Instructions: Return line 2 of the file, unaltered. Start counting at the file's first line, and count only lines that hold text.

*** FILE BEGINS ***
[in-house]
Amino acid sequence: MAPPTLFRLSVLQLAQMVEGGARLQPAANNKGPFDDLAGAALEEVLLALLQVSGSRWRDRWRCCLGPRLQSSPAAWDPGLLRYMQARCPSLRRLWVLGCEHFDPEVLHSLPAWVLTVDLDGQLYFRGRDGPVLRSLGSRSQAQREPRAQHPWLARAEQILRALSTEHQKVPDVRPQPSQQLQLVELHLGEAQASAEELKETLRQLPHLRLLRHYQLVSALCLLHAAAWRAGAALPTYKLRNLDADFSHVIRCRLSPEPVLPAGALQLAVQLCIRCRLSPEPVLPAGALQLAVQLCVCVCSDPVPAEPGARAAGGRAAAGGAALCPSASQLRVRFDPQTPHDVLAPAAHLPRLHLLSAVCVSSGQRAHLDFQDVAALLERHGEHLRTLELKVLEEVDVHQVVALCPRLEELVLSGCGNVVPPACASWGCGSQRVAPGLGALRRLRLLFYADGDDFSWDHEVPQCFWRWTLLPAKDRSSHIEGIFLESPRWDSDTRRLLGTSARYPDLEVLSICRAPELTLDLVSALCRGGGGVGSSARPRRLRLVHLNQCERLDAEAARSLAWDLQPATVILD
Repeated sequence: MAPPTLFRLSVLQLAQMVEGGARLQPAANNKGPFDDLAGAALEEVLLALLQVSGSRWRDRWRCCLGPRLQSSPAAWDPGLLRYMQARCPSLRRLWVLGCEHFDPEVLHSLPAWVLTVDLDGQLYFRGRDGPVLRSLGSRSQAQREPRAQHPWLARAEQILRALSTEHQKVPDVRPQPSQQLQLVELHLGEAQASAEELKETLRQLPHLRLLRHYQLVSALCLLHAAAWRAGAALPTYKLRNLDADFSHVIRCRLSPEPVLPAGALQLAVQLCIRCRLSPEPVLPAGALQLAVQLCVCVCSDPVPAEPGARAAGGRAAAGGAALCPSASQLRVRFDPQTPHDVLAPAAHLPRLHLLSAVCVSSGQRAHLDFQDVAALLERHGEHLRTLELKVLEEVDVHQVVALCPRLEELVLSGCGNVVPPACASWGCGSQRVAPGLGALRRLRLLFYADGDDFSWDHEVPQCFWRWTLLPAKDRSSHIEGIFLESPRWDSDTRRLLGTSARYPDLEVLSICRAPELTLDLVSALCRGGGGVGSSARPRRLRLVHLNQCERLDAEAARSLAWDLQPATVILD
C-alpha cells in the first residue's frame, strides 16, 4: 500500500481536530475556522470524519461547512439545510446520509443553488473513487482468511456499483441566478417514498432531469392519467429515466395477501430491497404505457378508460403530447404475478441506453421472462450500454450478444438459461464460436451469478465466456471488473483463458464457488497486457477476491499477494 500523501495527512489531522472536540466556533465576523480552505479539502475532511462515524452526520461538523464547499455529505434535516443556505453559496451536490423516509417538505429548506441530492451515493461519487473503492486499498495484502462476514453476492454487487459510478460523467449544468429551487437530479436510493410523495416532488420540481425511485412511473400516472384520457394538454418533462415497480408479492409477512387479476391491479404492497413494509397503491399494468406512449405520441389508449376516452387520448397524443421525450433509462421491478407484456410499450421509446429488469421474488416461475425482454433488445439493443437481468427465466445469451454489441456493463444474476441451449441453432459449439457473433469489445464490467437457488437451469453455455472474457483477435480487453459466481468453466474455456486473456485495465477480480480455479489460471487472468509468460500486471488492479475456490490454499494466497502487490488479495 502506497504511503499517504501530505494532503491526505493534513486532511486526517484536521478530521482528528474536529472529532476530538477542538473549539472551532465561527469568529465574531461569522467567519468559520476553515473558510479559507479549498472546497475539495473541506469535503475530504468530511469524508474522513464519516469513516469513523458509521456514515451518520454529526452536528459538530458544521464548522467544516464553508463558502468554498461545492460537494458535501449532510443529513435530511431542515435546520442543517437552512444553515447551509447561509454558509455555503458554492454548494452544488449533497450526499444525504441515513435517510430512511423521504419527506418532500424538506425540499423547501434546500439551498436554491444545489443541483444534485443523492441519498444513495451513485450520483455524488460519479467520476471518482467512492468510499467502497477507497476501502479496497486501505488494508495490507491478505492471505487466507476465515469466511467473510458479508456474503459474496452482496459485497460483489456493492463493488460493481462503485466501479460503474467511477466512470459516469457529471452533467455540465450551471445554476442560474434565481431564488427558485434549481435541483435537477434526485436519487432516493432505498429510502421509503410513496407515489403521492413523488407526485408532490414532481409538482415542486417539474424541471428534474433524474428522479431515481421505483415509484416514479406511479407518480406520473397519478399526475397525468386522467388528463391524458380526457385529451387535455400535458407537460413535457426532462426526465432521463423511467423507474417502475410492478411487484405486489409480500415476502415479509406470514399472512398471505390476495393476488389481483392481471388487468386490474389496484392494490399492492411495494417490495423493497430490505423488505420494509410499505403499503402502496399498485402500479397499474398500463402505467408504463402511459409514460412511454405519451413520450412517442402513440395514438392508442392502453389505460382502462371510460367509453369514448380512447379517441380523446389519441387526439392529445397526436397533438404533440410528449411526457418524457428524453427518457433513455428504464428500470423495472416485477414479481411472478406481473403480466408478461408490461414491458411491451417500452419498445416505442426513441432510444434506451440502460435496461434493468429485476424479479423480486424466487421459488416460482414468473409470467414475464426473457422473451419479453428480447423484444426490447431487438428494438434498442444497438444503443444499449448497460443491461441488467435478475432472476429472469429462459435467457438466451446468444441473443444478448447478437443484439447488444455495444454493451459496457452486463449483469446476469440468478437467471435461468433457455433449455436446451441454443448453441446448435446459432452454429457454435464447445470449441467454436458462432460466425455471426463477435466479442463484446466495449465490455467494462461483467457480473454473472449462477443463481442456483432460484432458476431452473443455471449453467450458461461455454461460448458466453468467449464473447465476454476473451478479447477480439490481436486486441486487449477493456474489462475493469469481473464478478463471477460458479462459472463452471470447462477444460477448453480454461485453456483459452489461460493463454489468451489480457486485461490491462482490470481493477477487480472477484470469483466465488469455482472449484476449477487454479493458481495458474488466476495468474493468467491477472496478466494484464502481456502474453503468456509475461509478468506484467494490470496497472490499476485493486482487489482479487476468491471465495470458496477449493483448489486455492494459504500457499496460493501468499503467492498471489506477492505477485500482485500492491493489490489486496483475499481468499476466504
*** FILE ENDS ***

Amino acid sequence: MAPPTLFRLSVLQLAQMVEGGARLQPAANNKGPFDDLAGAALEEVLLALLQVSGSRWRDRWRCCLGPRLQSSPAAWDPGLLRYMQARCPSLRRLWVLGCEHFDPEVLHSLPAWVLTVDLDGQLYFRGRDGPVLRSLGSRSQAQREPRAQHPWLARAEQILRALSTEHQKVPDVRPQPSQQLQLVELHLGEAQASAEELKETLRQLPHLRLLRHYQLVSALCLLHAAAWRAGAALPTYKLRNLDADFSHVIRCRLSPEPVLPAGALQLAVQLCIRCRLSPEPVLPAGALQLAVQLCVCVCSDPVPAEPGARAAGGRAAAGGAALCPSASQLRVRFDPQTPHDVLAPAAHLPRLHLLSAVCVSSGQRAHLDFQDVAALLERHGEHLRTLELKVLEEVDVHQVVALCPRLEELVLSGCGNVVPPACASWGCGSQRVAPGLGALRRLRLLFYADGDDFSWDHEVPQCFWRWTLLPAKDRSSHIEGIFLESPRWDSDTRRLLGTSARYPDLEVLSICRAPELTLDLVSALCRGGGGVGSSARPRRLRLVHLNQCERLDAEAARSLAWDLQPATVILD